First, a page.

Estate of Wilson, Matter of, 48A05-9209-CV-329

Citation610 N.E.2d 851
Case DateMarch 10, 1993
CourtCourt of Appeals of Indiana

Richard F. Davisson, Davisson & Davisson, P.C., Anderson, for appellant-petitioner.

John E. Eisele, Schuyler, Eisele & Lockwood, Anderson, for appellee-defendant.


Nellie May Wilson died testate on December 6, 1990, leaving all of her net estate, worth nearly $500,000, to Roberta Wilson ("Wilson"), her niece by marriage. Wilson was named as executrix of the estate. Nearly a year after the will was probated, Erma Jean Phipps, Nellie's natural niece, challenged the will, alleging that it was unduly executed; that it was obtained under duress and by fraud; and that the decedent was of unsound mind when the will was executed. The trial court granted Wilson's motion to dismiss Phipps' complaint because it was not filed within five months after the will was probated. Phipps appeals, raising the following issues:

I. Whether the trial court abused its discretion in quashing Phipps' subpoena to depose Wilson;

II. Whether the trial court erred by striking affidavits filed by Phipps in opposition to Wilson's motion to dismiss;

III. Whether the trial court erred in dismissing the will contest; and

IV. Whether Ind.Code 29-1-7-4 is unconstitutional.

We affirm.


On March 13, 1990, Hobart Chandler, an investigator for Adult Protective Services, petitioned the Madison Superior Court for guardianship of Nellie's estate. The petition alleged that Nellie was unable to care for her financial affairs, that she suffered from periods of confusion and that she had poor short-term memory. Chandler estimated Nellie's estate to be worth about $300,000. Both Wilson and Phipps are listed on the petition as Nellie's nieces; however, Wilson is a niece by marriage and Phipps is Nellie's "natural" niece. 1 The petition for guardianship was supported by a letter from Dr. Begley, who stated that he examined Nellie and recommended that a guardian be appointed to handle her affairs. There is nothing in the record to indicate that a guardian was in fact appointed or that Nellie was found to be incompetent.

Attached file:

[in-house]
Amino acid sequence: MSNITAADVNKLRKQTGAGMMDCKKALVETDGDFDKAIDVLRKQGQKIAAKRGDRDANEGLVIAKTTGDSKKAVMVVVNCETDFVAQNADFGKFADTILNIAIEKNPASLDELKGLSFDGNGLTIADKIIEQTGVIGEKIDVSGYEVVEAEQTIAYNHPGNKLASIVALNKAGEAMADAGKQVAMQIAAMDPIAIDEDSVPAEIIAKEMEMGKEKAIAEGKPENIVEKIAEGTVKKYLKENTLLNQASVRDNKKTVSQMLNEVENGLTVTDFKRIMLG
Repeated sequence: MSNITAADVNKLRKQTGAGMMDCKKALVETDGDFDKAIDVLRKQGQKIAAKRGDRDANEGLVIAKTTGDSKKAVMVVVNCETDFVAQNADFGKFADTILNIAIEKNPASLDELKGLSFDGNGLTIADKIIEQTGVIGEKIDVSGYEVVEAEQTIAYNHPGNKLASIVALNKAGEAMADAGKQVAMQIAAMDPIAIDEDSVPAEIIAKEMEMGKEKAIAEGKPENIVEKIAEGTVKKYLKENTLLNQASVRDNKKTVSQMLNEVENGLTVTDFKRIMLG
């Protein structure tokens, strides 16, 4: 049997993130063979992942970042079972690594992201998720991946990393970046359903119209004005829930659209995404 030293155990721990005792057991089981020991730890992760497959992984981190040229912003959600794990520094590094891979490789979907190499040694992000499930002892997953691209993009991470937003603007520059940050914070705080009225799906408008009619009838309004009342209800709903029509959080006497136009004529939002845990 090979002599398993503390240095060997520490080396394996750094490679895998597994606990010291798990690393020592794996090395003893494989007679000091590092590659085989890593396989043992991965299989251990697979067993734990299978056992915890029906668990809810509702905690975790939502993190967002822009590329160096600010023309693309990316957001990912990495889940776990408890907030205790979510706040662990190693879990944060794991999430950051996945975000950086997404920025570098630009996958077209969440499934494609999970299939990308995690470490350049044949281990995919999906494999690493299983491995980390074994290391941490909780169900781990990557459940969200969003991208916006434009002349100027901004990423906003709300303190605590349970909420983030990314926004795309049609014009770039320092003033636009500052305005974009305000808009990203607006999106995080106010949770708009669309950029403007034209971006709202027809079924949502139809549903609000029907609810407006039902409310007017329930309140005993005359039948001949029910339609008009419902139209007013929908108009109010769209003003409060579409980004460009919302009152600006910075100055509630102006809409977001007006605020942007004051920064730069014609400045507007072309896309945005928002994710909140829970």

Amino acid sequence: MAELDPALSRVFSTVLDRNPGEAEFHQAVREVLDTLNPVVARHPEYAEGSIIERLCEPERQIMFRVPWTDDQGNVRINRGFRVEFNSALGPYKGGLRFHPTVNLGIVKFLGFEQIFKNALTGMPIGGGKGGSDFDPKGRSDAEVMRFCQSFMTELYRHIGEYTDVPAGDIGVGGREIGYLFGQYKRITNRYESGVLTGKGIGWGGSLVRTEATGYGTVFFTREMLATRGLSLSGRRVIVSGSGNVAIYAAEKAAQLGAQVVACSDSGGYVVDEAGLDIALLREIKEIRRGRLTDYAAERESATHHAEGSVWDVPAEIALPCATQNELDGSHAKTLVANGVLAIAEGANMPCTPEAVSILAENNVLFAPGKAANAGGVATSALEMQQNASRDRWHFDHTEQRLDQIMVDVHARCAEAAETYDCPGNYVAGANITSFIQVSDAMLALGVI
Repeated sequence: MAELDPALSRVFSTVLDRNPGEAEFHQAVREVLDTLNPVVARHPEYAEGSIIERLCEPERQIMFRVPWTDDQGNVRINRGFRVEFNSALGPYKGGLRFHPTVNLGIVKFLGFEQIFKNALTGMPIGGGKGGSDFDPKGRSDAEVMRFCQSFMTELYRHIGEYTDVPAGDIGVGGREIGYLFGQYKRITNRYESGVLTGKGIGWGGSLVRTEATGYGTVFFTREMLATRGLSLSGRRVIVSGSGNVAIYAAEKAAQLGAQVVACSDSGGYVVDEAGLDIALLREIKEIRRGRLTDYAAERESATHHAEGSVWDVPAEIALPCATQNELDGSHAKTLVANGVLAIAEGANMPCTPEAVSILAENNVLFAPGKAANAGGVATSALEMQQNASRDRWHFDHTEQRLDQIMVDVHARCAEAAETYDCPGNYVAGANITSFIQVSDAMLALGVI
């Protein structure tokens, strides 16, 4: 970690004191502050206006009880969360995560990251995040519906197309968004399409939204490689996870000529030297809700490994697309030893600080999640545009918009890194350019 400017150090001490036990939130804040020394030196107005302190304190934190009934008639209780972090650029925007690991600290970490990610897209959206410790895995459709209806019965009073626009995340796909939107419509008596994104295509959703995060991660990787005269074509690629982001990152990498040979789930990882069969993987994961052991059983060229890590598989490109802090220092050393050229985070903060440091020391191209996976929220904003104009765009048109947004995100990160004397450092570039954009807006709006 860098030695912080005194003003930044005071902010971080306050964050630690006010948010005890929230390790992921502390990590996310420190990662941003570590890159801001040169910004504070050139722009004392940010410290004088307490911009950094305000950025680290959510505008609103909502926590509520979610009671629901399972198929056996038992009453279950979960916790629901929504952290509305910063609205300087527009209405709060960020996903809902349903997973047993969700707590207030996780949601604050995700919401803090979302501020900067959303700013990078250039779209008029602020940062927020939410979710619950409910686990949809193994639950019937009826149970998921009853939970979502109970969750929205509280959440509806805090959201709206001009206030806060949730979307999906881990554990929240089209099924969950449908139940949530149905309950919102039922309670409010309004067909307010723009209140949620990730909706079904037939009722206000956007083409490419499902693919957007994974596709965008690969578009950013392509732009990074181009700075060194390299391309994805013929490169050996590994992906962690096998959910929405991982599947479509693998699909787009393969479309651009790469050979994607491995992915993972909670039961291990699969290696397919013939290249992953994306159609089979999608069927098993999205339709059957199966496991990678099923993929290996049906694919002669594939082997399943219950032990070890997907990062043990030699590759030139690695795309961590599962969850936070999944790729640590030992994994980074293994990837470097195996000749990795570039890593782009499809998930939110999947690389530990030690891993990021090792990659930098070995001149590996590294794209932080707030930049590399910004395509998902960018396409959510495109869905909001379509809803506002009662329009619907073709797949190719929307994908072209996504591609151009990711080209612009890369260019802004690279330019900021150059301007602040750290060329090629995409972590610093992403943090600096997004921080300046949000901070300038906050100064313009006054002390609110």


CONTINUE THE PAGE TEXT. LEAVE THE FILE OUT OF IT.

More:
Nellie died on December 6, 1990. On December 11, 1990, Wilson petitioned for probate of Nellie's will and for the issuance of letters testamentary. Nellie's will was executed on March 16, 1990, three days after the petition for guardianship was filed. The court granted Wilson's petition on December 11.

Phipps filed her complaint challenging the will on December 27, 1991, over a year after the will had been probated. Wilson moved to dismiss the complaint for lack of subject-matter jurisdiction over the dispute. Before the hearing on Wilson's motion, Phipps subpoenaed Wilson to appear for deposition. Wilson moved to quash the subpoena and for a protective order preventing further attempts at discovery. The court granted Wilson's motion to quash, but took the request for a protective order under advisement. After a hearing, the court granted Wilson's motion to dismiss.


Phipps argues that the trial court abused its discretion when it limited her ability to conduct pre-trial discovery. She argues that discovery was necessary to defend against Wilson's motion to dismiss. Wilson argues that the trial court did not abuse its discretion in quashing the subpoena.